What's wrenching about Willow's behavior -- and Whedon knows it as well as anybody else -- is that it cuts against everything Tara ever stood for. She was one of the show's gentlest and most sensible characters; when Buffy confided to Tara, in shame, that she was ensnarled in an obsessive sexual relationship with Spike, Tara's response was astonishingly sympathetic. Ultimately, she would be the only character who didn't pass judgment on Buffy for that behavior.
You could argue that of all the characters on "Buffy," Tara was the one who stood most clearly for the right of human beings to live and love as they choose without having to explain themselves, and to make their own mistakes if need be. Her soft, pearlescent voice and shy, doelike eyes didn't contrast with her resolve; they were a huge part of it, and a most effective way of telling anyone who would dare to make rash pronouncements on her or her friends, "Get your hands off our business."
It's easy to understand why Willow would miss Tara so much. But anyone who has watched the show even semi-faithfully knows that Willow's rage, grounded partly in self-hatred, has been cooking all along. The show's followers know that Whedon has a penchant for dropping hints about what's going to happen, often two or more seasons in advance. In an episode several years ago, Willow temporarily became very, very evil, taking the form of a bisexual vampire seductress in leather pants and a bustier.
When she finally returned to her normal, understated, lovable nerd-girl self, she wondered aloud to Buffy and Buffy's then-boyfriend Angel (a tortured vampire with a soul) if maybe there wasn't some part of her that harbored those latent traits. Buffy hastened to reassure her, "That's your demon self. It doesn't have anything to do with who you really are." Angel blurted out, "Well, actually ? " and bit his tongue.
Now we know that for whatever reason, Willow has always been angry, and yet she's still the character we've grown to love. In last week's episode, we watched her absorb the knowledge of a hundred magic books through her very skin; the potent blackness of the type seeped through her fingers and up to the very top of her head, concentrating itself in her eyes, which grew into enormous, glittering ebony pools.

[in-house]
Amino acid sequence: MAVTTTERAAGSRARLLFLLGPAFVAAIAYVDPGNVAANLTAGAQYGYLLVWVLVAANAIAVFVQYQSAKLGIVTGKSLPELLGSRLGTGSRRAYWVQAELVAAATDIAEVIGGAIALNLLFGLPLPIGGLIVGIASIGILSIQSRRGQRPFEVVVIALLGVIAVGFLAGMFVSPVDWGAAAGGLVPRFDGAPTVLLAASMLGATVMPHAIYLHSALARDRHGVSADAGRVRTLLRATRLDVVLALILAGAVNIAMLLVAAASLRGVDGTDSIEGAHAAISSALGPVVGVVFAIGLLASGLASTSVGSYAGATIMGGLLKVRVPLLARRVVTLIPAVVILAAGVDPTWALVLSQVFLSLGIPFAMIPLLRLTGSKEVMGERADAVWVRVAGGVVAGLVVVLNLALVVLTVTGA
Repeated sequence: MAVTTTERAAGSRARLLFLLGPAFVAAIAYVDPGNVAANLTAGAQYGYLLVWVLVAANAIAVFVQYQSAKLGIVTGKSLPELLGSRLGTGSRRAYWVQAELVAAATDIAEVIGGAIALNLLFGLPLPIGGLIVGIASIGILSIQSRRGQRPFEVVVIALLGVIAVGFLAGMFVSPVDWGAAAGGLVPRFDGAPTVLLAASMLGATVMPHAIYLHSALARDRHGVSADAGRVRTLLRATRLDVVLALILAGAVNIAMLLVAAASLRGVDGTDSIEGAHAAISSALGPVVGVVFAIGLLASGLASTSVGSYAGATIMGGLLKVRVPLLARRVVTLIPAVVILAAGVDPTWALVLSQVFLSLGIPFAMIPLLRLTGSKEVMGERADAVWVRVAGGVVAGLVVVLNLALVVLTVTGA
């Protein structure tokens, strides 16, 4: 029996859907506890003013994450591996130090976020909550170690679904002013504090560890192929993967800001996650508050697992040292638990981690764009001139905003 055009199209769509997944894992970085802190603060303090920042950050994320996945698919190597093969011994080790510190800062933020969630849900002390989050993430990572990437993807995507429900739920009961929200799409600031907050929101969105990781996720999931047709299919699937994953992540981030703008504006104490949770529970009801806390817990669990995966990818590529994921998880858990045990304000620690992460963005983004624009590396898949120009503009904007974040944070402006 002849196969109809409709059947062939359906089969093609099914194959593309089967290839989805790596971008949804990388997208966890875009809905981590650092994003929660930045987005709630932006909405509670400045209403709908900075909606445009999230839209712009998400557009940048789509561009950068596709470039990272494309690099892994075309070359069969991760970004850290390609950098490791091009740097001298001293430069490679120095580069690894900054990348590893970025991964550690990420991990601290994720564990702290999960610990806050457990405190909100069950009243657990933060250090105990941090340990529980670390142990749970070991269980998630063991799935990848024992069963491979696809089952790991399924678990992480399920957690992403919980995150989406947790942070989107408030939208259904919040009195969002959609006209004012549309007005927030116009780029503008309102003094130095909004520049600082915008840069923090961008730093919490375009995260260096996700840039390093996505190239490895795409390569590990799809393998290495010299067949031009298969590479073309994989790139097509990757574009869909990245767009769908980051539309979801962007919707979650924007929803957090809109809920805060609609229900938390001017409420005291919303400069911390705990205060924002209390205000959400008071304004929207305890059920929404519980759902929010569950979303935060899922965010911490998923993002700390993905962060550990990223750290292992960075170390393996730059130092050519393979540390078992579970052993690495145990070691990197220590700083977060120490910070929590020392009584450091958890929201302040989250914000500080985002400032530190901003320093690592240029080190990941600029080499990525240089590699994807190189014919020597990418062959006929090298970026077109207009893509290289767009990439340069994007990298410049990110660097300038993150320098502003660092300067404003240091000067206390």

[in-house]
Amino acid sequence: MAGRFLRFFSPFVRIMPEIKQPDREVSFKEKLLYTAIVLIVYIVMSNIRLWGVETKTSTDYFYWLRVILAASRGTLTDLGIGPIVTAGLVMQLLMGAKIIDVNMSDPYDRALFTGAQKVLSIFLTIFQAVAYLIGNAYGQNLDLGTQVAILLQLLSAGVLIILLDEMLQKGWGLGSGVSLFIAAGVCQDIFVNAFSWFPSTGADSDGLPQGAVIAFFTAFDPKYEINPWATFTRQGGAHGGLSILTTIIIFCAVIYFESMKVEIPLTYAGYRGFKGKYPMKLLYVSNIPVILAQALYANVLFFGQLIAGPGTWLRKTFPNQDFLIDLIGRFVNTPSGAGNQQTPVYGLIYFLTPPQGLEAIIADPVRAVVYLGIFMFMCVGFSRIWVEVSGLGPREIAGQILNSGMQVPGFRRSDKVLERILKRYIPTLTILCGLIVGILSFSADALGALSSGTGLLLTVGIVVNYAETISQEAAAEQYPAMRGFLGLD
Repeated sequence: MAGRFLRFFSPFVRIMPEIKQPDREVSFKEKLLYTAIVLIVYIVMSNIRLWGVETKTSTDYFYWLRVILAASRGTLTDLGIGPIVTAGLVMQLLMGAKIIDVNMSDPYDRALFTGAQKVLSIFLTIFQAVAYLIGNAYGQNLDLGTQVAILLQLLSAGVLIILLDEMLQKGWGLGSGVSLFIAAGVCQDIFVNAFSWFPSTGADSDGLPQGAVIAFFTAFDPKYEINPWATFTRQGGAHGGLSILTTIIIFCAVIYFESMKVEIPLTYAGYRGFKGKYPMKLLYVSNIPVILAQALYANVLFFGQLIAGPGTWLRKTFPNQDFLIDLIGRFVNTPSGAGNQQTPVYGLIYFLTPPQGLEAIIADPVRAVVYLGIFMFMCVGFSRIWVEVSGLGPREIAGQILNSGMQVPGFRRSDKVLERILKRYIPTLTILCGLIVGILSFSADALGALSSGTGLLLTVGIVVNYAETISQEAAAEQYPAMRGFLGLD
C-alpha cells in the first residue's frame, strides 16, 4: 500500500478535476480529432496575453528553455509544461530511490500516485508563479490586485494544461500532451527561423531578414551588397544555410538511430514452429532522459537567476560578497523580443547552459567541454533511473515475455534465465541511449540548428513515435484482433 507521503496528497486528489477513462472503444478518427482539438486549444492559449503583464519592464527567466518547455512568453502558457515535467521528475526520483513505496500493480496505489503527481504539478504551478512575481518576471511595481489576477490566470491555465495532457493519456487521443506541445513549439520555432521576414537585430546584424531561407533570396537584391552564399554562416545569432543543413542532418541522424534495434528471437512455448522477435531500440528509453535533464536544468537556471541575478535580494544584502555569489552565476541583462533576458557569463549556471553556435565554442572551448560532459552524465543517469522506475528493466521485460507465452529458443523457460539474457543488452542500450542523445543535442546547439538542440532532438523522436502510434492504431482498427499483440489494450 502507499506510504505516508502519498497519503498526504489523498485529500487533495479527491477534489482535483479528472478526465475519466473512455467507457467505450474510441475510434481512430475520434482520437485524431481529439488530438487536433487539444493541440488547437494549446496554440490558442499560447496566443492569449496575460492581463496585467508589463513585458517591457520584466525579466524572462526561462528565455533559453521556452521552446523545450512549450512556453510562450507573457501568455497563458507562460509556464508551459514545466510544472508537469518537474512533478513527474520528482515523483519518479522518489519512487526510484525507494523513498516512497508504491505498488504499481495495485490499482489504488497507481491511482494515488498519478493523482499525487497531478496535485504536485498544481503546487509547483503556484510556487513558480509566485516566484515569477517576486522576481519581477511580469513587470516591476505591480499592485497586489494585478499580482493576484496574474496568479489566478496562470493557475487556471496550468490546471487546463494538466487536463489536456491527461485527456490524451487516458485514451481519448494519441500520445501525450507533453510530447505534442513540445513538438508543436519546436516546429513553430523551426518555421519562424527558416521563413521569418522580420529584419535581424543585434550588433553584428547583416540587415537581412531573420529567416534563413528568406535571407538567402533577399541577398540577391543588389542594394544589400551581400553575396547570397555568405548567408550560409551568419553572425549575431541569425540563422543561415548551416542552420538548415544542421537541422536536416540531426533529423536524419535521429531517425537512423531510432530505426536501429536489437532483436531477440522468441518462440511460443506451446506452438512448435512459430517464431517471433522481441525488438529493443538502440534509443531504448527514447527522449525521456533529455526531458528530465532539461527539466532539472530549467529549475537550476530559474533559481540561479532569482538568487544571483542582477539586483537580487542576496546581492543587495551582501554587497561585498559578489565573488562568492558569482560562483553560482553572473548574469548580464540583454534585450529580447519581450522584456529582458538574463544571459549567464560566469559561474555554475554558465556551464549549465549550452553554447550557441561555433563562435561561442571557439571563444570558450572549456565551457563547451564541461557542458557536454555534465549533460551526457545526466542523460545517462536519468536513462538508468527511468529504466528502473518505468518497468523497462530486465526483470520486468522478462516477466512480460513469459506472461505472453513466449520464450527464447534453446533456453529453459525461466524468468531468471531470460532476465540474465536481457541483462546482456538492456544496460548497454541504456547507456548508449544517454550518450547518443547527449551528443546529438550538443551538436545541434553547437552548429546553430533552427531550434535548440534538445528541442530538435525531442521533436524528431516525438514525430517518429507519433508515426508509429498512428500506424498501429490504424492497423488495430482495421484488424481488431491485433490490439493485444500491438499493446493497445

Later we watched Willow toy with Warren in what must be one of the most protracted torture scenes ever shown on television. Then she kills him, peeling his skin off in one lightning-quick zippered flash. There's something potently sexual about the act (she has denuded him in the most drastic sense) but it's nonetheless horrifying. We're shocked to find that there is a point at which we can sympathize with a murderer.
Even then, our sympathy for Willow only deepens. Buffy entreats her to stop her whirlwind of destruction, repeatedly telling her that it's the worst possible way to honor Tara's memory. While we know that Buffy's right, we can also see the angry petulant child in the normally very adult Willow, the child who realizes that someone who rightfully belongs by her side has been taken away forever. It doesn't seem so far-fetched that she wants to destroy everything both outside and inside herself, just to cover all the bases.
Beyond that, what's fascinating about Willow's ultimate return to the real world, and to her truest self, is that it doesn't come about as the result of physical force or macho posturing (not even Buffy's macho posturing). What changes her back is Xander, her best friend since kindergarten, telling her how much he loves her even as she slashes deep into his skin with invisible knife blades every time he utters it. It might be Whedon's way of saying that the best traits of men are sometimes those we associate with women.
Willow has occasionally complained of having to creep along in Buffy's shadow, but in this episode, she thrashes her way out of it. For a change, then, Buffy has all the tenderest moments. Her old mentor Giles, who had left her months earlier to return to his home at England, suddenly returns to help sort out the trouble with Willow. After working a particularly impressive feat of magic that temporarily constrains her, he pauses to take a good look at Buffy for the first time: The air in the room seems to have been reduced to the little space around them as he looks at her with tenderness and wonder and says, simply, with all the love that only the English are able to pour into even the most seemingly reserved statements, "You've cut your hair."
Whedon's finale leaves plenty of questions unanswered, most notably the fate of the twisted romance between Buffy and Spike. A few episodes back, in one of the most disturbing scenes I've ever seen on television, he attempted to rape Buffy and came close to succeeding. Now we learn that he's undergone an arduous and near impossible task, for a prize he may not have wanted: a soul.
What Spike hopes to accomplish now isn't clear, but of course, that's how any season finale worth its salt should end. Fans of Whedon and "Buffy" know that the fun of following the show is always mixed with some apprehension of where Whedon is going to take it next. You might say that the maxim he lives and works by comes from another T.S. Eliot poem, one that's both sinister and hopeful and holds the weight of the world in eight simple words: "There will be time to murder and create."